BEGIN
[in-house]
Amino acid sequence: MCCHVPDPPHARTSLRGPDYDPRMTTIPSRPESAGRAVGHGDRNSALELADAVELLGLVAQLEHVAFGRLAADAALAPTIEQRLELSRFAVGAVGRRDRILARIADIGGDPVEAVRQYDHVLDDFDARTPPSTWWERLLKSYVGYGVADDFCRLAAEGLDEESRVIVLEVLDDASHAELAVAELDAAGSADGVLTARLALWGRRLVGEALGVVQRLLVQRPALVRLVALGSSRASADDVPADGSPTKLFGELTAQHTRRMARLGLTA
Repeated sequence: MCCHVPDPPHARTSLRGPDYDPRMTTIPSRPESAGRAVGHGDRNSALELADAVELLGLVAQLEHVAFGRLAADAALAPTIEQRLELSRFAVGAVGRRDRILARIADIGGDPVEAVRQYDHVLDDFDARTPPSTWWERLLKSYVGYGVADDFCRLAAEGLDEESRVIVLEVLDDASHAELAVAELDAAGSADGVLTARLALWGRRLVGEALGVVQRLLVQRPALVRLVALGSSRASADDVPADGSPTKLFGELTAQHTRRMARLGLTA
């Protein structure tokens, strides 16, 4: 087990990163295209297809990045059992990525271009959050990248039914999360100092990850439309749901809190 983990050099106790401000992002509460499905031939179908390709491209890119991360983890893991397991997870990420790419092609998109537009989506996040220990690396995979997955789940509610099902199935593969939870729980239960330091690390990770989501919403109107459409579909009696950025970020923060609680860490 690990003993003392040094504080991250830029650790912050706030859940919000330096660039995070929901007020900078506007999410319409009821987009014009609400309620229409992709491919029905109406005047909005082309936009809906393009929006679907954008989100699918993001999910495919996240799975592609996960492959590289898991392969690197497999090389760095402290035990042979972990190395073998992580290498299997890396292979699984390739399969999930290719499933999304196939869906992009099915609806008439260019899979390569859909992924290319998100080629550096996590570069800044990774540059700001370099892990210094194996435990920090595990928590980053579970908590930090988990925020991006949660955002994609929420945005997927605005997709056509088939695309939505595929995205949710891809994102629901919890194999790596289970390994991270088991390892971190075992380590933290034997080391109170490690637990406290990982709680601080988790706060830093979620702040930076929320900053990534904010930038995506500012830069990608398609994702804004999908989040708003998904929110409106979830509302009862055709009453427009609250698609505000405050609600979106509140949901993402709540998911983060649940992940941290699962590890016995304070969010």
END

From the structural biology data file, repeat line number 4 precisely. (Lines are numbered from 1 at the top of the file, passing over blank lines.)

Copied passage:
């Protein structure tokens, strides 16, 4: 087990990163295209297809990045059992990525271009959050990248039914999360100092990850439309749901809190 983990050099106790401000992002509460499905031939179908390709491209890119991360983890893991397991997870990420790419092609998109537009989506996040220990690396995979997955789940509610099902199935593969939870729980239960330091690390990770989501919403109107459409579909009696950025970020923060609680860490 690990003993003392040094504080991250830029650790912050706030859940919000330096660039995070929901007020900078506007999410319409009821987009014009609400309620229409992709491919029905109406005047909005082309936009809906393009929006679907954008989100699918993001999910495919996240799975592609996960492959590289898991392969690197497999090389760095402290035990042979972990190395073998992580290498299997890396292979699984390739399969999930290719499933999304196939869906992009099915609806008439260019899979390569859909992924290319998100080629550096996590570069800044990774540059700001370099892990210094194996435990920090595990928590980053579970908590930090988990925020991006949660955002994609929420945005997927605005997709056509088939695309939505595929995205949710891809994102629901919890194999790596289970390994991270088991390892971190075992380590933290034997080391109170490690637990406290990982709680601080988790706060830093979620702040930076929320900053990534904010930038995506500012830069990608398609994702804004999908989040708003998904929110409106979830509302009862055709009453427009609250698609505000405050609600979106509140949901993402709540998911983060649940992940941290699962590890016995304070969010």